• [0057]
    FIG. 4 is a block diagram illustrating an example implementation of a virtual network controller 22 for facilitating operation of one or more virtual networks in accordance with one or more embodiments of this disclosure. Virtual network controller 22 may, for example, correspond to virtual network controller 22 of data center 10 of FIGS. 1 and 2.
  • [0058]
    Virtual network controller (VNC) 22 of FIG. 4 illustrates a distributed implementation of a VNC that includes multiple VNC nodes 80A-80N (collectively, “VNC nodes 80”) to execute the functionality of a data center VNC, including managing the operation of virtual switches for one or more virtual networks implemented within the data center. Each of VNC nodes 80 may represent a different server of the data center, e.g., any of servers 12 of FIGS. 1-2, or alternatively, on a server or controller coupled to the IP fabric by, e.g., an edge router of a service provider network or a customer edge device of the data center network. In some instances, some of VNC nodes 80 may execute as separate virtual machines on the same server.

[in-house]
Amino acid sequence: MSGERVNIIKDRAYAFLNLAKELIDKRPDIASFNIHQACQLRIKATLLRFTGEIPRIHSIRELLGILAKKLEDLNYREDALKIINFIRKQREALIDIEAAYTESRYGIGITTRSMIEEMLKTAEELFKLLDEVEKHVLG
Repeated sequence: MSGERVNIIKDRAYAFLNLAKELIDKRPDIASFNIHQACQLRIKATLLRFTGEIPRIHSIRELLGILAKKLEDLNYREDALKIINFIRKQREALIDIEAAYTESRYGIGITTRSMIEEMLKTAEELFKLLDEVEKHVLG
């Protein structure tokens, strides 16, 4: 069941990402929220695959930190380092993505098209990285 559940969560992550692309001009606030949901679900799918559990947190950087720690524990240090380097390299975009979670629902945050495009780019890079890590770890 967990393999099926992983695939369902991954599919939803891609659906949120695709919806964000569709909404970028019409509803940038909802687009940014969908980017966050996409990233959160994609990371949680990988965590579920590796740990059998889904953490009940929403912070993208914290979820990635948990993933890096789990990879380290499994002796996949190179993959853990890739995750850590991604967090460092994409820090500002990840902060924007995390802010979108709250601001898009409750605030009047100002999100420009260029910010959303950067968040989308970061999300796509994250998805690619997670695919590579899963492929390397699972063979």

• [0059]
    Each of VNC nodes 80 may control a different, non-overlapping set of data center elements, such as servers, individual virtual switches executing within servers, individual interfaces associated with virtual switches, chassis switches, TOR switches, and/or communication links. VNC nodes 80 peer with one another using peering links 86 to exchange information for distributed databases, including distributed databases 82A-82K (collectively, “distributed databases 82”), and routing information (e.g., routes) for routing information bases 84A-84N (collectively, “RIBs 84”). Peering links 86 may represent peering links for a routing protocol, such as a Border Gateway Protocol (BGP) implementation, or another peering protocol by which VNC nodes 80 may coordinate to share information according to a peering relationship.